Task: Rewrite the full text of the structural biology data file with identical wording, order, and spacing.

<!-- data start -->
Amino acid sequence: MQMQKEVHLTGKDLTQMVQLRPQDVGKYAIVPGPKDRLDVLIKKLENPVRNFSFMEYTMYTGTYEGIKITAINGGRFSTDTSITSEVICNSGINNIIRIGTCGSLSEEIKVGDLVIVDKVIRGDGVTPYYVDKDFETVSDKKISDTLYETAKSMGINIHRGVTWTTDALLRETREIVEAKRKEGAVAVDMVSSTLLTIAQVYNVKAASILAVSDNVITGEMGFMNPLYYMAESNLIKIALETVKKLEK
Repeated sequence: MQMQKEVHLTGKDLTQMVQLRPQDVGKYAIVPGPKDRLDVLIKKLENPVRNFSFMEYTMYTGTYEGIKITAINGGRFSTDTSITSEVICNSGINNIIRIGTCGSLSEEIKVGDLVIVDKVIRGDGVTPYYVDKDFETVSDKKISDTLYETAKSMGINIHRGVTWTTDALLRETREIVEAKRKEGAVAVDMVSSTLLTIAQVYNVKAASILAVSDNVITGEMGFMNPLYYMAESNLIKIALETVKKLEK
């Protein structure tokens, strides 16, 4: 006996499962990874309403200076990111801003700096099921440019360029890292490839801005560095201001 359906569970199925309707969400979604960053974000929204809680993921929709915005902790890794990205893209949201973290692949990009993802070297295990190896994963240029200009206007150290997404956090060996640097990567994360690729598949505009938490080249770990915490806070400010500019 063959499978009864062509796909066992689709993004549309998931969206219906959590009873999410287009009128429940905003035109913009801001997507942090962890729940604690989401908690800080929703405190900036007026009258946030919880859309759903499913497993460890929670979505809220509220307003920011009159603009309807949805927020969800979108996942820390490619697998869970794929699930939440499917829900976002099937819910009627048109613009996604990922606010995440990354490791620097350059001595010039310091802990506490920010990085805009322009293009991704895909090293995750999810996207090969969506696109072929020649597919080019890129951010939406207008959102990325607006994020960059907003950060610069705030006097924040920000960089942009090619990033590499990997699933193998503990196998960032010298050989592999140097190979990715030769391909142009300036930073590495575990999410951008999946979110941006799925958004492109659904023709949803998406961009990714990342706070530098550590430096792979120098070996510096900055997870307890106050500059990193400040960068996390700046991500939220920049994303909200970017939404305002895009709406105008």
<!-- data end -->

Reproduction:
Amino acid sequence: MQMQKEVHLTGKDLTQMVQLRPQDVGKYAIVPGPKDRLDVLIKKLENPVRNFSFMEYTMYTGTYEGIKITAINGGRFSTDTSITSEVICNSGINNIIRIGTCGSLSEEIKVGDLVIVDKVIRGDGVTPYYVDKDFETVSDKKISDTLYETAKSMGINIHRGVTWTTDALLRETREIVEAKRKEGAVAVDMVSSTLLTIAQVYNVKAASILAVSDNVITGEMGFMNPLYYMAESNLIKIALETVKKLEK
Repeated sequence: MQMQKEVHLTGKDLTQMVQLRPQDVGKYAIVPGPKDRLDVLIKKLENPVRNFSFMEYTMYTGTYEGIKITAINGGRFSTDTSITSEVICNSGINNIIRIGTCGSLSEEIKVGDLVIVDKVIRGDGVTPYYVDKDFETVSDKKISDTLYETAKSMGINIHRGVTWTTDALLRETREIVEAKRKEGAVAVDMVSSTLLTIAQVYNVKAASILAVSDNVITGEMGFMNPLYYMAESNLIKIALETVKKLEK
């Protein structure tokens, strides 16, 4: 006996499962990874309403200076990111801003700096099921440019360029890292490839801005560095201001 359906569970199925309707969400979604960053974000929204809680993921929709915005902790890794990205893209949201973290692949990009993802070297295990190896994963240029200009206007150290997404956090060996640097990567994360690729598949505009938490080249770990915490806070400010500019 063959499978009864062509796909066992689709993004549309998931969206219906959590009873999410287009009128429940905003035109913009801001997507942090962890729940604690989401908690800080929703405190900036007026009258946030919880859309759903499913497993460890929670979505809220509220307003920011009159603009309807949805927020969800979108996942820390490619697998869970794929699930939440499917829900976002099937819910009627048109613009996604990922606010995440990354490791620097350059001595010039310091802990506490920010990085805009322009293009991704895909090293995750999810996207090969969506696109072929020649597919080019890129951010939406207008959102990325607006994020960059907003950060610069705030006097924040920000960089942009090619990033590499990997699933193998503990196998960032010298050989592999140097190979990715030769391909142009300036930073590495575990999410951008999946979110941006799925958004492109659904023709949803998406961009990714990342706070530098550590430096792979120098070996510096900055997870307890106050500059990193400040960068996390700046991500939220920049994303909200970017939404305002895009709406105008």